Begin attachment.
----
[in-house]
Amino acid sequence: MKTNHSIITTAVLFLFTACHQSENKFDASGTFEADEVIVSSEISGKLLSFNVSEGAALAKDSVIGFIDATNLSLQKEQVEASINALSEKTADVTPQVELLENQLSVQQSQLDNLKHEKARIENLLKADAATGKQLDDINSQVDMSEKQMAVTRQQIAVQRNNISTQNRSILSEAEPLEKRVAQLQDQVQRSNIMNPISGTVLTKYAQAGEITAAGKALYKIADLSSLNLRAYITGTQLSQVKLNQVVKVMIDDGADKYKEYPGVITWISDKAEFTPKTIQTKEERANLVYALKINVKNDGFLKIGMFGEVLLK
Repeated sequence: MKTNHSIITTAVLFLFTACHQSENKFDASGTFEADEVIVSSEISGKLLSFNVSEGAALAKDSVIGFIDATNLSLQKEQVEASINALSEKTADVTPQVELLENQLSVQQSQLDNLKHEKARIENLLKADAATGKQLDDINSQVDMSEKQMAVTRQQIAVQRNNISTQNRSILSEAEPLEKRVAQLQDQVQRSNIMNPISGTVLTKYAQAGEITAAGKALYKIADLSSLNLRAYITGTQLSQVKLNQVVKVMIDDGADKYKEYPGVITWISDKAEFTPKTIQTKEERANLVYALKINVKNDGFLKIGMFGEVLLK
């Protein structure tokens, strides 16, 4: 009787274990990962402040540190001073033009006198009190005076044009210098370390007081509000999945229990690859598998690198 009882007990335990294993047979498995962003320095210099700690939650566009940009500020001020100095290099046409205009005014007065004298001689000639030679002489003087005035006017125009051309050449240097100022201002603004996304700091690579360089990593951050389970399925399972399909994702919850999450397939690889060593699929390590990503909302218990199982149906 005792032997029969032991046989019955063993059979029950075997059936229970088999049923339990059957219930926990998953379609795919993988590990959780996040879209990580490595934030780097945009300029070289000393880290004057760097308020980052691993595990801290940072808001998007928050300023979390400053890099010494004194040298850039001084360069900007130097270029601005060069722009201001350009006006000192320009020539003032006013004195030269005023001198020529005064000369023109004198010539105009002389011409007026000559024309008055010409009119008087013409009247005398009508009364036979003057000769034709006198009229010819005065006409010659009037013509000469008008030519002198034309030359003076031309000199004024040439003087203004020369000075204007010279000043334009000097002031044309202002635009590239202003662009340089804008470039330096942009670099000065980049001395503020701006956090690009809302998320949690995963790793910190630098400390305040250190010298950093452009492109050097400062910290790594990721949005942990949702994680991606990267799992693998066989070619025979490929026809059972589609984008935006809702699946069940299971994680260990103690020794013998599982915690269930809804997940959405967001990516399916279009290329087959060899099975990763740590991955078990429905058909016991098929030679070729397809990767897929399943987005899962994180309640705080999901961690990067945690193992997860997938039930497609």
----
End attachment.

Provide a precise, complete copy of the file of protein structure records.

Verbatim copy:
[in-house]
Amino acid sequence: MKTNHSIITTAVLFLFTACHQSENKFDASGTFEADEVIVSSEISGKLLSFNVSEGAALAKDSVIGFIDATNLSLQKEQVEASINALSEKTADVTPQVELLENQLSVQQSQLDNLKHEKARIENLLKADAATGKQLDDINSQVDMSEKQMAVTRQQIAVQRNNISTQNRSILSEAEPLEKRVAQLQDQVQRSNIMNPISGTVLTKYAQAGEITAAGKALYKIADLSSLNLRAYITGTQLSQVKLNQVVKVMIDDGADKYKEYPGVITWISDKAEFTPKTIQTKEERANLVYALKINVKNDGFLKIGMFGEVLLK
Repeated sequence: MKTNHSIITTAVLFLFTACHQSENKFDASGTFEADEVIVSSEISGKLLSFNVSEGAALAKDSVIGFIDATNLSLQKEQVEASINALSEKTADVTPQVELLENQLSVQQSQLDNLKHEKARIENLLKADAATGKQLDDINSQVDMSEKQMAVTRQQIAVQRNNISTQNRSILSEAEPLEKRVAQLQDQVQRSNIMNPISGTVLTKYAQAGEITAAGKALYKIADLSSLNLRAYITGTQLSQVKLNQVVKVMIDDGADKYKEYPGVITWISDKAEFTPKTIQTKEERANLVYALKINVKNDGFLKIGMFGEVLLK
């Protein structure tokens, strides 16, 4: 009787274990990962402040540190001073033009006198009190005076044009210098370390007081509000999945229990690859598998690198 009882007990335990294993047979498995962003320095210099700690939650566009940009500020001020100095290099046409205009005014007065004298001689000639030679002489003087005035006017125009051309050449240097100022201002603004996304700091690579360089990593951050389970399925399972399909994702919850999450397939690889060593699929390590990503909302218990199982149906 005792032997029969032991046989019955063993059979029950075997059936229970088999049923339990059957219930926990998953379609795919993988590990959780996040879209990580490595934030780097945009300029070289000393880290004057760097308020980052691993595990801290940072808001998007928050300023979390400053890099010494004194040298850039001084360069900007130097270029601005060069722009201001350009006006000192320009020539003032006013004195030269005023001198020529005064000369023109004198010539105009002389011409007026000559024309008055010409009119008087013409009247005398009508009364036979003057000769034709006198009229010819005065006409010659009037013509000469008008030519002198034309030359003076031309000199004024040439003087203004020369000075204007010279000043334009000097002031044309202002635009590239202003662009340089804008470039330096942009670099000065980049001395503020701006956090690009809302998320949690995963790793910190630098400390305040250190010298950093452009492109050097400062910290790594990721949005942990949702994680991606990267799992693998066989070619025979490929026809059972589609984008935006809702699946069940299971994680260990103690020794013998599982915690269930809804997940959405967001990516399916279009290329087959060899099975990763740590991955078990429905058909016991098929030679070729397809990767897929399943987005899962994180309640705080999901961690990067945690193992997860997938039930497609």